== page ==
Original Research

Impact of industrialisation on economic growth in Nigeria

Oyebanji J. Ibitoye, Aderounmu A. Ogunoye, Ewert P.J. Kleynhans
Journal of Economic and Financial Sciences | Vol 15, No 1 | a796 | DOI: https://doi.org/10.4102/jef.v15i1.796 | © 2022 Oyebanji J. Ibitoye, Aderounmu A. Ogunoye, Ewert P.J. Kleynhans | This work is licensed under CC Attribution 4.0
Submitted: 21 June 2022 | Published: 15 December 2022

About the author(s)

Oyebanji J. Ibitoye, School of Economic Sciences, Faculty of Economic and Management Sciences, North-West University, Potchefstroom, South Africa
Aderounmu A. Ogunoye, Department of Economics, Faculty of The Social Sciences, Adekunle Ajasin University, Akungba Akoko, Nigeria; and, Department of Economics and Development Studies, Faculty of Arts and Social Sciences, Islamic University of Uganda, Mbale, Uganda
Ewert P.J. Kleynhans, School of Economic Sciences, Faculty of Economic and Management Sciences, North-West University, Potchefstroom, South Africa


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Abstract

Orientation: The industrial sector contributes to the growth of other sectors of the economy. Despite the number of industries in various sectors of the economy, inclusive economic growth is still not met in Nigeria.

Research purpose: This article examines the impact of industrialisation on the growth of Nigeria’s economy.

Motivation for the study: There exists a divergence in the results of the existing empirical investigations conducted on Nigeria in comparison with other developing economies.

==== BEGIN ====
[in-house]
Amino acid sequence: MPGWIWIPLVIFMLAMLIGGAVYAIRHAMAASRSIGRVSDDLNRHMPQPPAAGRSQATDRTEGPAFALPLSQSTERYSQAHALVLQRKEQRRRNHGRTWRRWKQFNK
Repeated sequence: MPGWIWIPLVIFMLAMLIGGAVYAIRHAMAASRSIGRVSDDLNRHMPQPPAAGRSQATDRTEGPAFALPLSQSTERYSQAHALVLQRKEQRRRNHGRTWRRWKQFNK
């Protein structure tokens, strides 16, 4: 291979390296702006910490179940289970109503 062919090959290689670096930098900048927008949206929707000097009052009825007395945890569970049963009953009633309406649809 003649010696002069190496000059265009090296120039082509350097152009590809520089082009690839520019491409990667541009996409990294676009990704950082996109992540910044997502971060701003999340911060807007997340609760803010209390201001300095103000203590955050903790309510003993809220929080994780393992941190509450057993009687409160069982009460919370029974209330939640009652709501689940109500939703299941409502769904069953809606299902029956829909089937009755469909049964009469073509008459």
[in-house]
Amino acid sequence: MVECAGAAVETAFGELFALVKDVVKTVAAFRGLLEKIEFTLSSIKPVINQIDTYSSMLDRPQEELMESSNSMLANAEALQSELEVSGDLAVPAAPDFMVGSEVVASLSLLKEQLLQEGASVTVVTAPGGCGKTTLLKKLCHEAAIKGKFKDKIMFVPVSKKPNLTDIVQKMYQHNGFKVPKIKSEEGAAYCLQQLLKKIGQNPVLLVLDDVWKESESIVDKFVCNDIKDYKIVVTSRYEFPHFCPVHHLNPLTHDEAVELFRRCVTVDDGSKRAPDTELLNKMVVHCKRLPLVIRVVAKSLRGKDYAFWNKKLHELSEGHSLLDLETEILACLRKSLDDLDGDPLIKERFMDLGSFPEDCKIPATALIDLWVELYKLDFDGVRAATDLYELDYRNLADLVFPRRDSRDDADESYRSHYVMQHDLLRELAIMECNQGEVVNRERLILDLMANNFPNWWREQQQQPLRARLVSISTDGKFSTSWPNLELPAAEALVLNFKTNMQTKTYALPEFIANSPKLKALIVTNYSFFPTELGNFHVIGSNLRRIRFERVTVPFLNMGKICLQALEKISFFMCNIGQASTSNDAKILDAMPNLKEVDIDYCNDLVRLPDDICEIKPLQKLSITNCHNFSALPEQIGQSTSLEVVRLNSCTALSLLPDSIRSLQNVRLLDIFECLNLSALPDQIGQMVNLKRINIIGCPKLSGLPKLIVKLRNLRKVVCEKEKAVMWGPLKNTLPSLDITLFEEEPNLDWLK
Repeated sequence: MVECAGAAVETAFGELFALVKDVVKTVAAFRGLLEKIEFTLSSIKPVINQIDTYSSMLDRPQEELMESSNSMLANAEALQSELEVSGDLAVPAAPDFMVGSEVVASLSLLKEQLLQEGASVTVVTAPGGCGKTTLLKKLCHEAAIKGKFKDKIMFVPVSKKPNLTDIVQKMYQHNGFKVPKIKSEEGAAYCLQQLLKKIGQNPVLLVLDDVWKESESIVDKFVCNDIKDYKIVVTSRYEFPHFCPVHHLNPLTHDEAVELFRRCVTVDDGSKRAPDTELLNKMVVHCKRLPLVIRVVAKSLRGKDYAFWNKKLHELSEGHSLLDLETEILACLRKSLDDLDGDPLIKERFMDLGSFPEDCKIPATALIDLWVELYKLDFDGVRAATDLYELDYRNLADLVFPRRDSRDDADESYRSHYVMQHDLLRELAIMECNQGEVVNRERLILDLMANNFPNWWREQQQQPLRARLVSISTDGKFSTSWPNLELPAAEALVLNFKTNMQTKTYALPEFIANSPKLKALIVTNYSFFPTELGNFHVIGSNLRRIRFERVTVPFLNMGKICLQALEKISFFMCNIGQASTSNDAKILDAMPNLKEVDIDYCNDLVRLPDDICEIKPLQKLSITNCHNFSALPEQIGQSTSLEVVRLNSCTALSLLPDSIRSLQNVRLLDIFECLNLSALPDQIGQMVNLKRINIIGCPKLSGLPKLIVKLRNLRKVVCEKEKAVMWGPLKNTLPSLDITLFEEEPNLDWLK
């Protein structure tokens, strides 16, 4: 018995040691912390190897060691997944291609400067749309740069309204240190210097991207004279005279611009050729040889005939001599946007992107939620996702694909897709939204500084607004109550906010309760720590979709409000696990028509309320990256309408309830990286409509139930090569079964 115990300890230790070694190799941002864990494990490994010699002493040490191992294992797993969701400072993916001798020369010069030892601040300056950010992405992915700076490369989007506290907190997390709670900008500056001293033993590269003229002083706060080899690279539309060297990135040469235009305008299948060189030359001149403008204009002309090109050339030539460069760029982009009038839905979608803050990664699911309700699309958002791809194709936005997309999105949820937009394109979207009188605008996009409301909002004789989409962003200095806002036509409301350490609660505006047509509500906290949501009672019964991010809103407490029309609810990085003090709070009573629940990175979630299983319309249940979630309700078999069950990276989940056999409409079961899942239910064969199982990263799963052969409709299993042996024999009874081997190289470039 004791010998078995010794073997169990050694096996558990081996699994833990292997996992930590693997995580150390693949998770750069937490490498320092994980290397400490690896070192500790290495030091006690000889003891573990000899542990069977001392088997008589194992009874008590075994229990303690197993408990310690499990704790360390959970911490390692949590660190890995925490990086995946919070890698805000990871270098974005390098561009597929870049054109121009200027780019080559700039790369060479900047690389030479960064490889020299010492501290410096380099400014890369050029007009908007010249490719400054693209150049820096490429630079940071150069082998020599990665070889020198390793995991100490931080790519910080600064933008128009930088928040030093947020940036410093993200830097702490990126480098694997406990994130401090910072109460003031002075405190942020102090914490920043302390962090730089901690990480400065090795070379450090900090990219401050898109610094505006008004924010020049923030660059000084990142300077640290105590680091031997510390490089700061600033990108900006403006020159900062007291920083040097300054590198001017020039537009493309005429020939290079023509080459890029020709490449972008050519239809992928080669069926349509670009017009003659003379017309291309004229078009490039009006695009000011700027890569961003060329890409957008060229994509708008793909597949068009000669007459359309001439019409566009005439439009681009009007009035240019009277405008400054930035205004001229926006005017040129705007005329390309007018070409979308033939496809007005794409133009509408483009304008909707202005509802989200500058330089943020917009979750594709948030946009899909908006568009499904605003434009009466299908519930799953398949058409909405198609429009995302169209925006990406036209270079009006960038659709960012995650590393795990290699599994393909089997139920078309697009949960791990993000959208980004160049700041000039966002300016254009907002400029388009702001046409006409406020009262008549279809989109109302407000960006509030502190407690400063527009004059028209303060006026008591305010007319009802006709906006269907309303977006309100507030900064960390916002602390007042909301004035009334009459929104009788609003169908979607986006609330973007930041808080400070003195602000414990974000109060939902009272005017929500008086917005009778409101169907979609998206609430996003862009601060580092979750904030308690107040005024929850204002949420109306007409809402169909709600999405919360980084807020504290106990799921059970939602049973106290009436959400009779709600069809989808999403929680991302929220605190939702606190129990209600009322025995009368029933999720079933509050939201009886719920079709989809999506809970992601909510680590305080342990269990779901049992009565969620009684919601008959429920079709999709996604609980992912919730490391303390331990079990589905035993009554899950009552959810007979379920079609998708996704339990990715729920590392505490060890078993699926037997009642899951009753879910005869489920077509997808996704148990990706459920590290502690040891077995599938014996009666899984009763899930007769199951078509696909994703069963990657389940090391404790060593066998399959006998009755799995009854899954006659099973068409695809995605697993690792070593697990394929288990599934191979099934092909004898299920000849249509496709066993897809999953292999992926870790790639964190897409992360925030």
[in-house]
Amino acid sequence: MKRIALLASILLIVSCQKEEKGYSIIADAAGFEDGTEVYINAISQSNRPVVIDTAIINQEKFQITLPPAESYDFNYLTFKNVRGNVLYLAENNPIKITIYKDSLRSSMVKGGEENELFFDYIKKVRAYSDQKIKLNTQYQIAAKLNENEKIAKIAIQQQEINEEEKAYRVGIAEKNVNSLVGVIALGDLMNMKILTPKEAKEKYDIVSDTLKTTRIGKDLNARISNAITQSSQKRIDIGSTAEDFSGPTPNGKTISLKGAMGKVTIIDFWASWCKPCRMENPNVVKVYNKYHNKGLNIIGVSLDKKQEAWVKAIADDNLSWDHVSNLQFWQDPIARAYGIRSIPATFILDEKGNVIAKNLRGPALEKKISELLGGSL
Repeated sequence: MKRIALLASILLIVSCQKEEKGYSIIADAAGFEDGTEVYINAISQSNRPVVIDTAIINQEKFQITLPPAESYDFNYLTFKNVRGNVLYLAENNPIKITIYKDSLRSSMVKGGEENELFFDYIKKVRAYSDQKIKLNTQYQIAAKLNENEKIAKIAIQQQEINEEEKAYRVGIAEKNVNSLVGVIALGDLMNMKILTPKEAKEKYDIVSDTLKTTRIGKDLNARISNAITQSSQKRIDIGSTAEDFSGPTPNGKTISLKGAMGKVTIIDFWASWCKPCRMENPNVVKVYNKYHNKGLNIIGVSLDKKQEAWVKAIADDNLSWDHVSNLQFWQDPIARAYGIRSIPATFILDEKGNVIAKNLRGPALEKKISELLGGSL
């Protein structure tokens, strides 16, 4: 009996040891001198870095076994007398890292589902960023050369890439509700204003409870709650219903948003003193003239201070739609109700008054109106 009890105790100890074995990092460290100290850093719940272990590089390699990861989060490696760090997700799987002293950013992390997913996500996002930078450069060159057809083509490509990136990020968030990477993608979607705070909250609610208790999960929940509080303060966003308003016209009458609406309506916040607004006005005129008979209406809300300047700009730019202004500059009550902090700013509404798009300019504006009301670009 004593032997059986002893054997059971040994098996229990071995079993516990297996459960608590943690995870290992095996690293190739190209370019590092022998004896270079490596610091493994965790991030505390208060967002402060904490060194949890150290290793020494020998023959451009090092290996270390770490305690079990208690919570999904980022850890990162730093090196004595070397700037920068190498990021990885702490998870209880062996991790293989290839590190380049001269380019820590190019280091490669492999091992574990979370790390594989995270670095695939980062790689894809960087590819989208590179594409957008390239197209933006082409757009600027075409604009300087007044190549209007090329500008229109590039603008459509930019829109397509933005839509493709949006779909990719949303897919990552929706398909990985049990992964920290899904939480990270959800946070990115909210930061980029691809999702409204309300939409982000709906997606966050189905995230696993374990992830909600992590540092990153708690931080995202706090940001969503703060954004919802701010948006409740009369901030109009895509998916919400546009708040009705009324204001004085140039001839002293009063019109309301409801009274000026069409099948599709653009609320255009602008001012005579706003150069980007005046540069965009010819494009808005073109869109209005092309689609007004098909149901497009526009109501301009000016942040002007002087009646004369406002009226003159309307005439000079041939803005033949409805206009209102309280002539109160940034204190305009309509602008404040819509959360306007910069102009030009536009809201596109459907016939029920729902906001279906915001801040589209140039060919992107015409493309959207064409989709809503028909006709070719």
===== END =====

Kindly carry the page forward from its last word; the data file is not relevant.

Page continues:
Research approach/design and method: The Johansen co-integration and Granger causality tests are utilised to determine the long-term relationship and causality among variables.

Main findings: Industrial output has a significant direct effect and an aggregate effect of 86% on the real gross domestic product (GDP). A unidirectional causal impact of industrial output on real GDP was also established.

Practical/managerial implications: Fund managers, international traders, policymakers and designers of business strategies and policies should take note of the dynamics of Nigerian industrialisation. This study recommends that government should encourage more foreign direct investment through the adoption of industrialisation policies such as tax holidays, provision of land for industrial uses to foreign investors and also ensuring that the lending interest rate for the real sector is lowered during low production to stimulate growth in the sector. The government should also increase electricity supply, ensure green industrialisation, encourage renewable energy consumption and control the exchange rate that may stimulate industrialisation and increase growth of the economy.

Contribution/value-add: This article contributes to existing economic development literature by filling the gap related to the dynamic effect of industrialisation on the Nigerian economy.


Keywords

industrial output; exchange rate; foreign direct investment; interest rate; gross domestic product

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